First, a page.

Posted by Admin on May, 25, 2020
|Who does not like embroideries especially on their clothes! India is world famous for hosting a range of embroidery works such as aari. In aari work, a special needle is used which looks like a pen. It is shaped like a crochet needle and gives birth to an inherent artwork form of India.
So, basically, aari embroidery work in India is performed with muthia and beads. Muthia is a needle having a sharp edge to offer creative designs of chain stitch like imprints. Aari is commonly known for its finest and delicate threadwork which is the key reason to enhance the spirit of hand embroidery.
History of aari work:
The origin of aari work lies back in the 12th century with the advent of Mughal empire. The Mughal emperors were hugely fascinated by the traditional motifs and floral designs during that age, which became the biggest reason behind the coming of aari work into limelight. Today, Lucknow, Kutch, Rajasthan, Delhi and Uttar Pradesh are known for their special aari embroidery work. And, this shows that every part of this country favours this embroidery works.
Though aari work is considered as one of the most difficult form of needle embroidery, today with the advent of technology various stitching procedures have been invented and the role of the artisans has also advanced a lot. Thus, now, this ancient embroidery can be executed in a much shorter time.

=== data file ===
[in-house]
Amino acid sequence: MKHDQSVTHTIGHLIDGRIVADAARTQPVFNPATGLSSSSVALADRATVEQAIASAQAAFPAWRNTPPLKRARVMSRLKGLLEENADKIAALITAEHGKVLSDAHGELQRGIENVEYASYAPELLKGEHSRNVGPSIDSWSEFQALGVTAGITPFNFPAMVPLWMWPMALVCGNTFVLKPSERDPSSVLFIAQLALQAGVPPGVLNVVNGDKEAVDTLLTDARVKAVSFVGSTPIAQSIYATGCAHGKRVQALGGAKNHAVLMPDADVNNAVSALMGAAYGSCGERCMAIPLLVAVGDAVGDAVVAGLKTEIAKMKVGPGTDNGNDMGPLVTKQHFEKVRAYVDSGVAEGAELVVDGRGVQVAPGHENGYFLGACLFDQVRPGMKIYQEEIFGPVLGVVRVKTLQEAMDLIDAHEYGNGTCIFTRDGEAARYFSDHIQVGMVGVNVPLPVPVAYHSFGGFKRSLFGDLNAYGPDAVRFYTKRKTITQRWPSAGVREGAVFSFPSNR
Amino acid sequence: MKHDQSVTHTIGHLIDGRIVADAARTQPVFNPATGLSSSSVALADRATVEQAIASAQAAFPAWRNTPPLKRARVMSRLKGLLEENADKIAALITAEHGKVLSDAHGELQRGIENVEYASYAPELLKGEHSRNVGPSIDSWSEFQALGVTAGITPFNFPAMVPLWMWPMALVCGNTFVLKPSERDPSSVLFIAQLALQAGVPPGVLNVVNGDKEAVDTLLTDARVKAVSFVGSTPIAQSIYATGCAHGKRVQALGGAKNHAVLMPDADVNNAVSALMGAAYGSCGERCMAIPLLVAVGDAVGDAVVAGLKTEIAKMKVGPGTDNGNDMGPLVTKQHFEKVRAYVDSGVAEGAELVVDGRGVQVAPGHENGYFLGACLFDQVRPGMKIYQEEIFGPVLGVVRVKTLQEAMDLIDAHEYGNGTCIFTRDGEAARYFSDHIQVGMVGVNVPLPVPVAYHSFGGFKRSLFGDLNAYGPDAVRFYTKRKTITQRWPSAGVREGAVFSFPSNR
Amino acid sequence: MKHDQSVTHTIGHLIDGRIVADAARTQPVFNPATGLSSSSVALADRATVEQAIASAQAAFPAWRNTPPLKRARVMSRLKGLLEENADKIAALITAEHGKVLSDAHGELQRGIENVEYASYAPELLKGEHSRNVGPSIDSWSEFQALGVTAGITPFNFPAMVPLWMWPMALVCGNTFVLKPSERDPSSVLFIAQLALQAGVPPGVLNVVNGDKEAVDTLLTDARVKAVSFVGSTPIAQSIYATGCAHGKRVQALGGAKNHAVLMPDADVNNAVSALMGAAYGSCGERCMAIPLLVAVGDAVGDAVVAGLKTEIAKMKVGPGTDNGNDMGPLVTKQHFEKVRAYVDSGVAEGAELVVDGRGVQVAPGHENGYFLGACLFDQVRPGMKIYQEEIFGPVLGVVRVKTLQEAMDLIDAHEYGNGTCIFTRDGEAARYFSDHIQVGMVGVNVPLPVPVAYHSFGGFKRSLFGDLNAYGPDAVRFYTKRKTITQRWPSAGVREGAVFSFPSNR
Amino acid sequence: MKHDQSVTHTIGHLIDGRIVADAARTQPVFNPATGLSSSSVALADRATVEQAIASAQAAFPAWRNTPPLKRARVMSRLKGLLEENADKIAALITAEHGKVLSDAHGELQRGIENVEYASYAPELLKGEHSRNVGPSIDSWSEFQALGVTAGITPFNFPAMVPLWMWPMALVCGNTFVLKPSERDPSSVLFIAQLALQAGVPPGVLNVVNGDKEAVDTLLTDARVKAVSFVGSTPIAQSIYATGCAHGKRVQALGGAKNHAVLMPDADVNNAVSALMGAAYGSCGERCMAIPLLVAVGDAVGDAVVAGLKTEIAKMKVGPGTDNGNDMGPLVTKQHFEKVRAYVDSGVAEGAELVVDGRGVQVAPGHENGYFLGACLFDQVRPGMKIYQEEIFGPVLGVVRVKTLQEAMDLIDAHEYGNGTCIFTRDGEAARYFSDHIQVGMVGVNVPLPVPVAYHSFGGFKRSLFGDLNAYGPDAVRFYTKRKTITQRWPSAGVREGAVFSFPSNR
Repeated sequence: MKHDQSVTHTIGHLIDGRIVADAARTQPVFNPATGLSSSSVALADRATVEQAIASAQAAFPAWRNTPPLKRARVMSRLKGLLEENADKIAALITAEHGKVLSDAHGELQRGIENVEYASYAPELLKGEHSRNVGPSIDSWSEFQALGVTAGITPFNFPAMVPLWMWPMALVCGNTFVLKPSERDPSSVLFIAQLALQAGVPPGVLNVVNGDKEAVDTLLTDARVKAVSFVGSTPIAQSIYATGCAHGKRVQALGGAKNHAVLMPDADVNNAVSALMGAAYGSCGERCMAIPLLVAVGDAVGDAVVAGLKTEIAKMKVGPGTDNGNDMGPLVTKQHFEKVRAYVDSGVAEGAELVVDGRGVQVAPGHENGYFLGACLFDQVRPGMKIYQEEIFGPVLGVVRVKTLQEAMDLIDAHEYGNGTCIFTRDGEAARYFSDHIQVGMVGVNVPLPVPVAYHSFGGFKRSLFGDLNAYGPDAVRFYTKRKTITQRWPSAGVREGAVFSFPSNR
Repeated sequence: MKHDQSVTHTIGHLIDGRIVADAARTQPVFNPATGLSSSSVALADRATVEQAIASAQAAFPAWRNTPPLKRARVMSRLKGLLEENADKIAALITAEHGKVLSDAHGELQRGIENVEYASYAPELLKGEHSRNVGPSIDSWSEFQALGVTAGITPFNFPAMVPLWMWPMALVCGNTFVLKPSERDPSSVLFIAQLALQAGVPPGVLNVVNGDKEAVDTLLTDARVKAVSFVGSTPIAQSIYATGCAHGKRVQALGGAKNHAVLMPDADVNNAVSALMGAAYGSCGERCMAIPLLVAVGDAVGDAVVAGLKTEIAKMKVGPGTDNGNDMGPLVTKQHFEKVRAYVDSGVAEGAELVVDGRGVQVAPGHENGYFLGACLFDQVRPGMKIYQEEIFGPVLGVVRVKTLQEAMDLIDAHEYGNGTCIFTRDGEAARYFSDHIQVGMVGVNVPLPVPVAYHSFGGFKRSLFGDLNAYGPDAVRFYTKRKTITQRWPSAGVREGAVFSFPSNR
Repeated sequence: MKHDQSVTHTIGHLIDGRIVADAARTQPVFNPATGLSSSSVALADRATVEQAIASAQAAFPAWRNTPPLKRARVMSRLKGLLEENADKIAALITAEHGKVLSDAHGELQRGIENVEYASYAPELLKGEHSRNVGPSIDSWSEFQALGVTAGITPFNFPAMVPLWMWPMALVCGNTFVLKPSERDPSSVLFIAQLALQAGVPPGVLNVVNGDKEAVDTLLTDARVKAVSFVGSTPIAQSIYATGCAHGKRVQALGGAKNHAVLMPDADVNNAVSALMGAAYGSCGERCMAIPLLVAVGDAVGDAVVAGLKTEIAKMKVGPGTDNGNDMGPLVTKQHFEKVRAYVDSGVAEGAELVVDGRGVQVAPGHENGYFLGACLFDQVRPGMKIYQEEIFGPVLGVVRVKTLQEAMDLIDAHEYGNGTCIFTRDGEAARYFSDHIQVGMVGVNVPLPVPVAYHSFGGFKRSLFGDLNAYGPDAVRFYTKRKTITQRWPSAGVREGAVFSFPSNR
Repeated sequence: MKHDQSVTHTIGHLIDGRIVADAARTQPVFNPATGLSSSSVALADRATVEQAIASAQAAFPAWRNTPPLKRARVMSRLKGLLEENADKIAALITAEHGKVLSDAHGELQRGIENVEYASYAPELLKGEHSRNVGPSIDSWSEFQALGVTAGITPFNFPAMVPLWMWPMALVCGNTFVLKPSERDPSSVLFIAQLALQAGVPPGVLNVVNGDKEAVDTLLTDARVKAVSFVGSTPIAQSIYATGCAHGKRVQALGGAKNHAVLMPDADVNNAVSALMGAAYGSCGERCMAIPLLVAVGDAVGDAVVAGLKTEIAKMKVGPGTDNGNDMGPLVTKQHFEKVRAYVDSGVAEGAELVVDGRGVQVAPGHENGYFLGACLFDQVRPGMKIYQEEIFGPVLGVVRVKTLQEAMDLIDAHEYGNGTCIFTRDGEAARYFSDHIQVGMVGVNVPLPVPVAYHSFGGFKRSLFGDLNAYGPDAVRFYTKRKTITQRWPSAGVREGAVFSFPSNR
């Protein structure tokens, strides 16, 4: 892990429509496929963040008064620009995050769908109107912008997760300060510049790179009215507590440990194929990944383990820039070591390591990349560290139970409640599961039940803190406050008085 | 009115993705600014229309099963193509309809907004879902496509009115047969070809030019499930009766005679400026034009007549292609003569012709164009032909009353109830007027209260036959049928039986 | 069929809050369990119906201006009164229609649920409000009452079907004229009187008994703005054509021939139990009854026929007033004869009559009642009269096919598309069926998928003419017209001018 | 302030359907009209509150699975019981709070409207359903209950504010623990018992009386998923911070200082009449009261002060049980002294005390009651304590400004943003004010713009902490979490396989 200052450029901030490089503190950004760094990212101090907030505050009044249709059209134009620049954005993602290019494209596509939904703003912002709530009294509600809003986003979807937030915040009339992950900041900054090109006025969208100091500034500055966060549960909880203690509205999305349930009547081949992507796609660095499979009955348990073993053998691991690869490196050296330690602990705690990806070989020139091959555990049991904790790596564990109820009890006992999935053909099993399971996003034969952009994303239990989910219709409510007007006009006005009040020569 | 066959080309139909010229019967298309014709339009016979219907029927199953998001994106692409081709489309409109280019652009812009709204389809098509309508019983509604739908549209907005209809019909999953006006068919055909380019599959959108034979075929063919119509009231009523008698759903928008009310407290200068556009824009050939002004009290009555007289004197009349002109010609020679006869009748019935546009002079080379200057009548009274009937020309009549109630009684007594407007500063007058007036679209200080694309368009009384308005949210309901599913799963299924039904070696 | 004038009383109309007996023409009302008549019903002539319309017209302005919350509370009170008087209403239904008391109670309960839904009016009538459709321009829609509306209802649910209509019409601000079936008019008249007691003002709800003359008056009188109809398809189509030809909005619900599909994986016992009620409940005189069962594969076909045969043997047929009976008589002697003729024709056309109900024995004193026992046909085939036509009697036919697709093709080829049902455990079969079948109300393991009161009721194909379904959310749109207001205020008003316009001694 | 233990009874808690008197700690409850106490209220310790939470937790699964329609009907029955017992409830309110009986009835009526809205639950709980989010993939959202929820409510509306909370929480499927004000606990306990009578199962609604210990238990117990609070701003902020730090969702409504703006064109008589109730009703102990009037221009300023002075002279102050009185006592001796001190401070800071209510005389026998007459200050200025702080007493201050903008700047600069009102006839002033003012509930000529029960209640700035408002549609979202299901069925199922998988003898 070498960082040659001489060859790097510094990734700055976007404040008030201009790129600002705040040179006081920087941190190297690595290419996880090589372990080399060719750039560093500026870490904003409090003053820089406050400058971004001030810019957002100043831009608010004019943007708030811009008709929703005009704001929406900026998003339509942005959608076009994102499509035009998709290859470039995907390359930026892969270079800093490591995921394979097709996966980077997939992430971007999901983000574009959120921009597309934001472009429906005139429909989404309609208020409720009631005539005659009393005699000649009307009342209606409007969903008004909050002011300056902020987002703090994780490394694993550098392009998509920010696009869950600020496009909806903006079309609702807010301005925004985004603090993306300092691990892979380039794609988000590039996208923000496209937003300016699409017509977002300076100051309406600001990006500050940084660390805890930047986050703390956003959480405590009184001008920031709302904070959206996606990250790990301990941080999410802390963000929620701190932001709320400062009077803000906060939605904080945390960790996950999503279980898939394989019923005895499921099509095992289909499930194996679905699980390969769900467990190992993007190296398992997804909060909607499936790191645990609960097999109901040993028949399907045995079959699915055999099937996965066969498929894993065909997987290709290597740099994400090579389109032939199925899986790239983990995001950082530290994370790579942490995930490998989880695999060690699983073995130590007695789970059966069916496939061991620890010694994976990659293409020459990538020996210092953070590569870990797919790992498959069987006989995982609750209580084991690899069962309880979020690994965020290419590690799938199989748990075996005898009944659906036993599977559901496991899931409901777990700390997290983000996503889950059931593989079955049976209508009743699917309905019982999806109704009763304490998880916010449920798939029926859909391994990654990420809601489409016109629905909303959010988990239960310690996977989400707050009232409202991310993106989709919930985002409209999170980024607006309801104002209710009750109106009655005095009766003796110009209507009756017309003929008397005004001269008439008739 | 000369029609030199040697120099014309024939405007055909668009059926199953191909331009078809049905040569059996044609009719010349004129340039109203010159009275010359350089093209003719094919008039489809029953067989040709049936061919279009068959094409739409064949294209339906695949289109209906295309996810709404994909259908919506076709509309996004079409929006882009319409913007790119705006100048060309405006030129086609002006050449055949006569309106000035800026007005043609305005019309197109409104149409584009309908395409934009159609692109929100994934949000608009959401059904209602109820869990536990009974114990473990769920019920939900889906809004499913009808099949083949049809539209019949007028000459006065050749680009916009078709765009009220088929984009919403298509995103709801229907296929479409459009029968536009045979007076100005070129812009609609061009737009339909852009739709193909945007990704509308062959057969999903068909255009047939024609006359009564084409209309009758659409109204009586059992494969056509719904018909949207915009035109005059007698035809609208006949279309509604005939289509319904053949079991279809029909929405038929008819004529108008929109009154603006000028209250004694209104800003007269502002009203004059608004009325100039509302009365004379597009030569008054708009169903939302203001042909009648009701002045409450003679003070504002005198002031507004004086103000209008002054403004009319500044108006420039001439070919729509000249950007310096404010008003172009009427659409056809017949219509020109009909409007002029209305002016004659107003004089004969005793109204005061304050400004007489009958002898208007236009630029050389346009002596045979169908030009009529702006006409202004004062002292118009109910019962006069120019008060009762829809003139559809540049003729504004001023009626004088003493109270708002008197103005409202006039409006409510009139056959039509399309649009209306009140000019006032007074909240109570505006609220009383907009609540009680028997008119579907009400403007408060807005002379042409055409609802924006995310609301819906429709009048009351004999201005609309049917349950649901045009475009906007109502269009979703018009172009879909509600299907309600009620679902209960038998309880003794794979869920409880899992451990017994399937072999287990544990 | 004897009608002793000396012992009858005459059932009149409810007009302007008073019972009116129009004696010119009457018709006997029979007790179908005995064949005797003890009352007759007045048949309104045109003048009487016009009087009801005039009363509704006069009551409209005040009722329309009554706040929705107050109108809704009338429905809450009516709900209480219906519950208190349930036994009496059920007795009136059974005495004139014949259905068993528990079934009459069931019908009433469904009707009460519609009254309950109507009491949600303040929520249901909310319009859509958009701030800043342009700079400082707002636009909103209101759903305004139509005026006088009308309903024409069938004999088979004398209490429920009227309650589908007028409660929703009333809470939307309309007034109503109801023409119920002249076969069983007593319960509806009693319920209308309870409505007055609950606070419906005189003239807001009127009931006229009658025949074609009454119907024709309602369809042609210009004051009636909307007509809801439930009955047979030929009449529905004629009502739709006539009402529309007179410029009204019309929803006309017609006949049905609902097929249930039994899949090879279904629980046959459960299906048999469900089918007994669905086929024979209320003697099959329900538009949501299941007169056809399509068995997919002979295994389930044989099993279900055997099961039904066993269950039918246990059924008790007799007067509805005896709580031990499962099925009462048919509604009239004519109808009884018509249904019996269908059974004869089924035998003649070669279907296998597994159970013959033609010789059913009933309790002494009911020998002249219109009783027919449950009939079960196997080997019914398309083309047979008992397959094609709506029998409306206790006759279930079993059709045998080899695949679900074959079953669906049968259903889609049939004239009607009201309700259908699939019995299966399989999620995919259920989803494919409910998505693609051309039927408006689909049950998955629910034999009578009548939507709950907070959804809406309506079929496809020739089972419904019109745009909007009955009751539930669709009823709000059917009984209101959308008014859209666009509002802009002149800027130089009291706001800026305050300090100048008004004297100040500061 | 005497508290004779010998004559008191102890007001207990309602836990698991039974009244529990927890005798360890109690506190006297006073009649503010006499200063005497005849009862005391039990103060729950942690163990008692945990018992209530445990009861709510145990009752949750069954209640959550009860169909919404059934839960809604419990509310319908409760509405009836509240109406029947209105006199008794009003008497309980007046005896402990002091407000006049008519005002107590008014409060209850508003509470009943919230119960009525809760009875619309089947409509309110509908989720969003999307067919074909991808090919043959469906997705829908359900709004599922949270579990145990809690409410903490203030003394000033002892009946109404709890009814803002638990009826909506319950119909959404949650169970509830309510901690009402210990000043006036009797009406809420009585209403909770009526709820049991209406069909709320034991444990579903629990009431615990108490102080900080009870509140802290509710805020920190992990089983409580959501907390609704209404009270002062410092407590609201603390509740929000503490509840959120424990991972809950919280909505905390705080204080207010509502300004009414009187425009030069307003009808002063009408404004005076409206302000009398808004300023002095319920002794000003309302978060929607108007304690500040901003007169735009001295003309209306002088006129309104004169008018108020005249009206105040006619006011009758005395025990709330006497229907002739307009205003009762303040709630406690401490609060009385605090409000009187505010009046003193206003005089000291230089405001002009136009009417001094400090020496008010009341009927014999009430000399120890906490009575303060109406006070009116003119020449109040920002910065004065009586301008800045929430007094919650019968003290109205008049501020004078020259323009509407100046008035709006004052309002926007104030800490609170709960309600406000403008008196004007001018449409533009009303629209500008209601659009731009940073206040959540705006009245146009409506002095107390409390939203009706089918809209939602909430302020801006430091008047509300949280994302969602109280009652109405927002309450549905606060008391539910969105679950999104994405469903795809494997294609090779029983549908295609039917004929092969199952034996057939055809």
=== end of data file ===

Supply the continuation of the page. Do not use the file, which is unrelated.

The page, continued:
How it is done?
To make aari embroidery, artisans first draw the sketch with a lead pencil on the desired fabric. After that they use a needle to pierce holes along the design patterns. When they insert the threaded needle into the fabric it comes out emerging a loop. This particular stitching pattern has made aari work an exclusive art form.
The artisans use a frame to hold the fabric straight and to ensure that no uneven space remains on it. They generally use wooden frames. Normally they use silk, cotton or zari threads for the embroidery. This is to ensure the fine patterns of embroidery on the fabric. Often the aari works include stones or sequins between the patterns to embellish the attire.
Faces behind the embroidery:
Generally the Muslim community people in India perform the aari embroidery work. Traditionally they use a hooked needle or aari. Aari embroidery has parts in the country like barabanki or katla, which is based on the philosophies of a cotartisans in Kutch region call it mocha embroidery, which is also done by aari needle.
Types of aari embroidery:
The whole aari embroidery work in India requires plenty of needles ad beads. Some of its types are – aara, dabka, nakshi, gota and salma. All these do not lack the traditional essence of aari work. In aari embroidery, apart from floral motifs, tikena, sitara and katori elements are also used.
With time, due to its seasonal convenience, aari work has increased its popularity in all over the world. Dry cleaning is recommended for the garments containing aari embroideries.